This provision is applicable to all government organizations, from the DIP to the Supreme Court. It sets out criteria to determine whether or not a mark is well known, broadly prescribing that a well-known mark should:
- Have been used on goods or services by way of distribution, or has been used, advertised, or used by other means in the usual manner and in good faith;
- Have been widely used, whether in Thailand or abroad, in the usual manner and in good faith to the extent that it is well known among the general public or those in the relevant industry in Thailand; and
- Have been used to the extent that its reputation for quality is generally accepted among consumers.
In addition, the use of the mark as described above must be done by the applicant or the applicant’s authorized representative or licensee, either locally or abroad.
Does the DIP Plan to Replace the Recordation System?
In moving forward and evaluating the drawbacks under the former system to record well-known marks, the DIP is planning to develop a system that harmonizes the decisions surrounding whether a mark is well known. This would provide an important economic benefit to trademark owners, as they currently have to submit an enormous amount of evidence to prove that their marks are well known every time they apply for a new trademark.
A new system does not mean that the DIP will reestablish the recordation system or a new committee that is authorized to make a binding decision on whether a mark is well known. Instead of a centralized authority, the DIP is planning to establish an internal system to collect all decisions from the Board of Trademarks, the IP&IT Court, and the Supreme Court on whether a mark is well known.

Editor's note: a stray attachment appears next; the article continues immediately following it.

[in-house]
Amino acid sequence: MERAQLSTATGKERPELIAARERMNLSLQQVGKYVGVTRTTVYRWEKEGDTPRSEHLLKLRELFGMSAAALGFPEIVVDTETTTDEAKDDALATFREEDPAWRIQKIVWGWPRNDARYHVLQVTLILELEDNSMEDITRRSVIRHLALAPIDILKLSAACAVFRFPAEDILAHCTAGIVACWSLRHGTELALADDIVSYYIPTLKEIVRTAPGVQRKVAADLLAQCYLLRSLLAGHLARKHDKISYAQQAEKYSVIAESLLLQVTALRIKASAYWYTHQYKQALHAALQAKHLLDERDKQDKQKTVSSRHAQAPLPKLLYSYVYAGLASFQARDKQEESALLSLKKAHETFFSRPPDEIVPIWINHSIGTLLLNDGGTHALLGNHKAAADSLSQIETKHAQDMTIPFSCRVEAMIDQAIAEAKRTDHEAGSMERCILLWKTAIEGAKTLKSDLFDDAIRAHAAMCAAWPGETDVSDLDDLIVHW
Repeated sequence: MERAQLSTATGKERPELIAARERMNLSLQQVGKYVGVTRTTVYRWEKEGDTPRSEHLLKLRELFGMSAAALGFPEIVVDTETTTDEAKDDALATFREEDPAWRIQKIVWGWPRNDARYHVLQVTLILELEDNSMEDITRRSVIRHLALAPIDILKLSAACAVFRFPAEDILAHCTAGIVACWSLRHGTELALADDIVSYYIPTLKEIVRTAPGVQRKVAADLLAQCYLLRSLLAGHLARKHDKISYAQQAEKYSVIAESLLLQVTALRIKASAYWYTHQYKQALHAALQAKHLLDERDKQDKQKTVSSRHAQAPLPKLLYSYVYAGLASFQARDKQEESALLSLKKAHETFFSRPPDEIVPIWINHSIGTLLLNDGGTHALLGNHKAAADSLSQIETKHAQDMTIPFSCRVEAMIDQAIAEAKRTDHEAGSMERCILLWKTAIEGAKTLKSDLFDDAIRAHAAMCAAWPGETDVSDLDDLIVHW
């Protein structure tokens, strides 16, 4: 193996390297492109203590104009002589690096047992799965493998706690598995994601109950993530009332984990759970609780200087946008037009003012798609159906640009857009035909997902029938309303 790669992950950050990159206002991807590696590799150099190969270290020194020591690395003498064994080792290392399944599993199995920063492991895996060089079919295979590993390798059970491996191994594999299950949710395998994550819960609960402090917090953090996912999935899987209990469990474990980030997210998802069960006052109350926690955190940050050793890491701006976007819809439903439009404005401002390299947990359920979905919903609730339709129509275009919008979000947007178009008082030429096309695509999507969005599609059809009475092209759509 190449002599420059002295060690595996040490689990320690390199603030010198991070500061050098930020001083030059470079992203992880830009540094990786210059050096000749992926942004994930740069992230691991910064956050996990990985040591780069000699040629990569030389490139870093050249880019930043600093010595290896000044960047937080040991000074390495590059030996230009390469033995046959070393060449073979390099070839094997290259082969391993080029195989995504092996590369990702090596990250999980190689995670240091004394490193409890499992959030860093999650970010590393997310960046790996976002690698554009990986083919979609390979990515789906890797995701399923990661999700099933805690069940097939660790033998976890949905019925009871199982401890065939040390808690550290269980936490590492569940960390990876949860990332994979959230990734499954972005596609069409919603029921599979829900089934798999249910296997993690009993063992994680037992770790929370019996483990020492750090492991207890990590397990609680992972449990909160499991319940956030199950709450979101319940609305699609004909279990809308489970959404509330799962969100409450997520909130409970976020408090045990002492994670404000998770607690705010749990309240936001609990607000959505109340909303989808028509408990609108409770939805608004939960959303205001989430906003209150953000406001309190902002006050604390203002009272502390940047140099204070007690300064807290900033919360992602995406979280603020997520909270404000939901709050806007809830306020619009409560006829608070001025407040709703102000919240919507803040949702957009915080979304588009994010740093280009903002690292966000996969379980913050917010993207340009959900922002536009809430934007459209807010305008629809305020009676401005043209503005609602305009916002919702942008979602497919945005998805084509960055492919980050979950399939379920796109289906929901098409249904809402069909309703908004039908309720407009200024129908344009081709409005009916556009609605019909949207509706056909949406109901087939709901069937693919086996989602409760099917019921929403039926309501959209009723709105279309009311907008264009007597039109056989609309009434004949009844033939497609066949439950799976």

This will help trademark registrars check whether any decision from the Board of Trademarks, the IP&IT Court, or the Supreme Court has been made regarding the well-known status of a mark. If a precedential decision has been made determining that a mark is well known, the trademark registrars will follow this decision for the sake of harmonization.
In addition, the DIP is planning to issue a new Ministerial Notification to empower trademark registrars to make a decision by taking precedent decisions of the Board of Trademarks, the IP&IT Court, and the Supreme Court into account. This would not only facilitate determining whether or not a mark is well known, but it would also help trademark owners as they would not need to repeatedly prove the well-known status of their marks.
When Will This New System Come Into Effect?
At present, this internal system is only a plan, and it needs to be further discussed to refine the procedures. One potential drawback of this system is that precedential decisions may become outdated. These decisions should only serve as guidance of what trademark owners have proved in the past, and ideally, the Ministerial Notification should specify how far back trademark registrars should take precedential decisions into consideration.
What Actions Should Trademark Owners Take?
While waiting for the new system to be introduced, there are still actions that trademark owners can take to ensure that their rights are fully protected. The key action is for trademark owners to collect evidence in support of the well-known status of their marks. This evidence can be used to obtain favorable decisions from the Board of Trademarks, the IP&IT Court, or the Supreme Court regarding the well-known status of their marks. These decisions will be beneficial now and in the future when the new recordation system is established.